When certain people get overly-excited, they tend to talk with their hands.
Yet whether it’s “culturally-distinct” Italian hand gestures, or frenetic hand waving, everyone’s kinetic idiosyncrasies are personal and unique (interestingly, my twin brother and I often articulate ourselves with the exact same movements). Therefore, a new installation by artist Pablo Gnecco is a welcomed exploration of the visual language we create with our hands.
Gesture-Gesture, an interactive project for FOREWARD, a group show in Atlanta’s Gallery 72, is an opportunity to both see the specific hand motions of your friends and peers, but also preserve online for the world to see. At the exhibition, visitors place their arms into sleeves that go inside a box, as if it were giving you an x-ray.
Once inside the box, you make a gesture with your hands and custom software will capture three seconds of movement and turns it into a GIF. These get projected on a wall as white hands that make the motion of your choosing. When one GIF is added to the projection, the oldest is removed from the display, but gets archived in a data folder that can be viewed online.
The application was built in openFrameworks by Dan Moore, and using a webcam and OpenCV the system is able to detect motion inside the box.
The Creators Project talked to Gnecco, who explained that the installation’s inspiration came from two observations.
“The first,” he explained, was that “some interactive installations are about machines understanding only specific gestures. These programs only allow us to manipulate an image or change a parameter with an A, B, or C gesture.”
Secondly, the other inspiration stems from his observation that we are communicating more over text, video, and pictures.
“We are losing our voice and—though I’m not a [linguistics] expert—gestures were probably our first form of expression.”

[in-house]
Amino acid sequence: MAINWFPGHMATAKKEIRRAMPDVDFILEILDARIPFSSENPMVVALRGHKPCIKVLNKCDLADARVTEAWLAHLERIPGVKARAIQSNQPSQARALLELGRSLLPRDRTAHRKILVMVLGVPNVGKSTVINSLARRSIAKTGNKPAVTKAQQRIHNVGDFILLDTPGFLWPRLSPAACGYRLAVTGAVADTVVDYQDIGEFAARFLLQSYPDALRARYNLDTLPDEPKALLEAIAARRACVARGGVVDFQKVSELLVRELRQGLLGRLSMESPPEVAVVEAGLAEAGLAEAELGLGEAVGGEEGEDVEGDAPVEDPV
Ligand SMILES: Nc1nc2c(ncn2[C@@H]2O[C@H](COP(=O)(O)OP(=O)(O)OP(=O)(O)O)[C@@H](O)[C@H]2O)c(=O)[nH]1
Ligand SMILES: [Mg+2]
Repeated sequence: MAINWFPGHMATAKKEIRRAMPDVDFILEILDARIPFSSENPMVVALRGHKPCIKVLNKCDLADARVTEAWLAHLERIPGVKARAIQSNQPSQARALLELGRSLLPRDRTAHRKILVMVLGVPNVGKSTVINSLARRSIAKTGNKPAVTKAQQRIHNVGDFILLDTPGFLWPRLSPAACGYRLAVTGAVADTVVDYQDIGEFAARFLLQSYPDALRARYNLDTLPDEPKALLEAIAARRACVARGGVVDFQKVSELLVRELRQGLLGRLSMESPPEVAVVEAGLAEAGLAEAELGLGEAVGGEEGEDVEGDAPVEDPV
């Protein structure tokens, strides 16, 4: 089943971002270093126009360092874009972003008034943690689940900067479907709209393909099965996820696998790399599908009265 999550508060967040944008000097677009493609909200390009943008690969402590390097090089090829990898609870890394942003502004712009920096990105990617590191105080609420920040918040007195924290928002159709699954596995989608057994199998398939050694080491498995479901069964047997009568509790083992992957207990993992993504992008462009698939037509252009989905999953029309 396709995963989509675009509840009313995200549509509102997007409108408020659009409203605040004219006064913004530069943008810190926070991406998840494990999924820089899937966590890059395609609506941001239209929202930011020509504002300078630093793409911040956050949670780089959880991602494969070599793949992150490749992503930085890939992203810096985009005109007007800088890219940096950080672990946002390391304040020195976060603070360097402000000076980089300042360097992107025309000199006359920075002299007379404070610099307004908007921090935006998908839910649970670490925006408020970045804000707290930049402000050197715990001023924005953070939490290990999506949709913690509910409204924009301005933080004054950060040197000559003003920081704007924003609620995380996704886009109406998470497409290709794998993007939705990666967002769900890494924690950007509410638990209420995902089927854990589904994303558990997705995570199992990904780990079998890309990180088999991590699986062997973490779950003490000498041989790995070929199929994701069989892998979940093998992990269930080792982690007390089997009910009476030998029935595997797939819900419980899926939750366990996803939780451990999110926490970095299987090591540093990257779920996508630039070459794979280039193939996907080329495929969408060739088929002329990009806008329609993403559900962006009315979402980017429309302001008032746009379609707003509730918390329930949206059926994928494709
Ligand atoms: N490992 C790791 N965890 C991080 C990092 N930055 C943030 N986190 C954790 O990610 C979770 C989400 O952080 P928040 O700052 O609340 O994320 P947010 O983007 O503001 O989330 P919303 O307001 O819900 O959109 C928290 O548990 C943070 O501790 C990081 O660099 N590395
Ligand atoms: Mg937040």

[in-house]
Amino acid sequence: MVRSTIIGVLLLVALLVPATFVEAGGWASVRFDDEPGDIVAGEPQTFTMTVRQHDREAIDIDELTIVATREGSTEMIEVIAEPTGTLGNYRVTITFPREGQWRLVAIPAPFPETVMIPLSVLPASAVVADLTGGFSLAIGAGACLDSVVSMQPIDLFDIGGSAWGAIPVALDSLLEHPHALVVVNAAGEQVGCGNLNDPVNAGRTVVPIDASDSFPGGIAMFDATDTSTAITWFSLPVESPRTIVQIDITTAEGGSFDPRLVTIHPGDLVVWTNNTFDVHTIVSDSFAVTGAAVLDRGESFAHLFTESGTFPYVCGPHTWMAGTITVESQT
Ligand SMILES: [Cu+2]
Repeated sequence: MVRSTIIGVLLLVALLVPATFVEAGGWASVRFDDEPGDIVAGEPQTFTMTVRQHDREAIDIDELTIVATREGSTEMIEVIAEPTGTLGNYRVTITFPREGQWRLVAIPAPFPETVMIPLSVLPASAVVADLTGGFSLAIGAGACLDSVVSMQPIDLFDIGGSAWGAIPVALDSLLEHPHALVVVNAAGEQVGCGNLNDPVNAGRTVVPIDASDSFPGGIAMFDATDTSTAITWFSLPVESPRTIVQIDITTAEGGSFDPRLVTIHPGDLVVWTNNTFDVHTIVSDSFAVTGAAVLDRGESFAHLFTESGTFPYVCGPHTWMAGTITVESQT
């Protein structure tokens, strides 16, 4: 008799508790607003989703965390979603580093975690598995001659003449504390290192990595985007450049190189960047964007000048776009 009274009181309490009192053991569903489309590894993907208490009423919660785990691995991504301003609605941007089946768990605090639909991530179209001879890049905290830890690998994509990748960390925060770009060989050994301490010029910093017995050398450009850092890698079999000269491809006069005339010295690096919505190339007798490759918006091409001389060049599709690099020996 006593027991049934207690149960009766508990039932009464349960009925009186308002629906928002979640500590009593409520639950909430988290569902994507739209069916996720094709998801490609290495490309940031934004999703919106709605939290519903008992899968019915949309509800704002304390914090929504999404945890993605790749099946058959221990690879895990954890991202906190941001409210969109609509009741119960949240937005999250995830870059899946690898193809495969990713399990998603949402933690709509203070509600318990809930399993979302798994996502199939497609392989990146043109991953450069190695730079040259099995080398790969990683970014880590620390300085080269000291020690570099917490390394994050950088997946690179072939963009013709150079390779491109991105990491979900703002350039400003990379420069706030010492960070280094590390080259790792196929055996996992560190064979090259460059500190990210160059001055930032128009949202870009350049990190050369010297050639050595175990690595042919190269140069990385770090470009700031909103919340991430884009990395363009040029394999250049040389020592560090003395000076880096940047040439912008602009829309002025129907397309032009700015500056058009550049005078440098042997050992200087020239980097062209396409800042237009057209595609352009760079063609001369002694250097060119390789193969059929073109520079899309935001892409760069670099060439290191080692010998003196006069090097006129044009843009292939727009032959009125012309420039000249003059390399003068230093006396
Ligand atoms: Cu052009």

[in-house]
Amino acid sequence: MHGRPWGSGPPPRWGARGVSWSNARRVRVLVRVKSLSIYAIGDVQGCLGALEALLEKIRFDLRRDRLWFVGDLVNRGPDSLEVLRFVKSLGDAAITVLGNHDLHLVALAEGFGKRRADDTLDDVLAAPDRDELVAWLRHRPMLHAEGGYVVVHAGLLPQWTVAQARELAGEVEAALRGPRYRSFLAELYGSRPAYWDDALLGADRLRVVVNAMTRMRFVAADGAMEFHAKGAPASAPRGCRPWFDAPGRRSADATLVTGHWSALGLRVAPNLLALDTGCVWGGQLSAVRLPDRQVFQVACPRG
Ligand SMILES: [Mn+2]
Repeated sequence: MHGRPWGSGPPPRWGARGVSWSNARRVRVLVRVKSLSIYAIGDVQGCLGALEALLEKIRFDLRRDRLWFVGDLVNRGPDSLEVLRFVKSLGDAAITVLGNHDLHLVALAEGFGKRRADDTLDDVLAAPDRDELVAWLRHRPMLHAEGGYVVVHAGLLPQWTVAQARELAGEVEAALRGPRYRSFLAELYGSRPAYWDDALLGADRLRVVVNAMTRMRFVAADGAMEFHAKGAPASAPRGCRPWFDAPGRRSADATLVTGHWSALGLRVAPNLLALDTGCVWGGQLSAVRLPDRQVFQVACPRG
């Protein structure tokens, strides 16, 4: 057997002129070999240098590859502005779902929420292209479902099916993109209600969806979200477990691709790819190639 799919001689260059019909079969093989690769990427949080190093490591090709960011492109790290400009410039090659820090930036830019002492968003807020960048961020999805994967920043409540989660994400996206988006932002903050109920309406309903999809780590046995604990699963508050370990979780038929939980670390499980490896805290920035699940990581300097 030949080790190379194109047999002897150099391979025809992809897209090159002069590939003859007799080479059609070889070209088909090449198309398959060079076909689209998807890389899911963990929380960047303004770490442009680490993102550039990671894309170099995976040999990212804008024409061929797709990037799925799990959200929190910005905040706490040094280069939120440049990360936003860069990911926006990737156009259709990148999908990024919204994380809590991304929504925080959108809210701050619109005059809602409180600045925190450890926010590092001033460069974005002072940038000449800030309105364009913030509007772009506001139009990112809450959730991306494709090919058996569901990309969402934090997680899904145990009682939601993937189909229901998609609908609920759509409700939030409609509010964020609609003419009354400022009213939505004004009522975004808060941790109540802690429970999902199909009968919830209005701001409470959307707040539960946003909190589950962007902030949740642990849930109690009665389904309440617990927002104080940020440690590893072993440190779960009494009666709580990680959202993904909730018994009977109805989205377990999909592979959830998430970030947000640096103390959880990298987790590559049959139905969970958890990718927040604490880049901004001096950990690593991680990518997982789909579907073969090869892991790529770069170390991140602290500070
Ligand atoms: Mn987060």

He wanted to create an installation that doesn’t care if you do or do not sync with the machine, but rather it lets you say whatever you choose to say with your hands and archives those messages on the internet so they won’t be forgotten.
We asked Gnecco how gallery-visitors reacted to the installation. He explained that at first many people didn’t understand what was going on so they waved their hands inside and carelessly created a blurry gesture. Then it would click and they would begin to explore the set-up’s possibilities.
Visitors would “end up covering the whole wall with a certain gesture or try to create a certain pattern,” the artist observed.
He added the response was often a mix between something cartoonish and more serious experimentation, with some people just giving the middle finger or making hand puppets, while others tried to figure out what an idea looks like with a single gesture or even used sign language.
Gnecco also told us he’s currently working on a book comprised of polaroids of people making various gestures and their meanings of it.
“My favorite is a guy that did the thumb between your knuckles and called it ’emerge,’ and a girl that gave us the finger and named it ‘love me.'”
When we asked if the artist is an active gesturer, he said he had a tough time with language growing up. He didn’t speak until he was three and even went through a stuttering phase—plus English is his second language.
But today he says “I think I use my hands just as much as most people.”
See Gnecco’s website for more details on the project, as well as a look at his other work.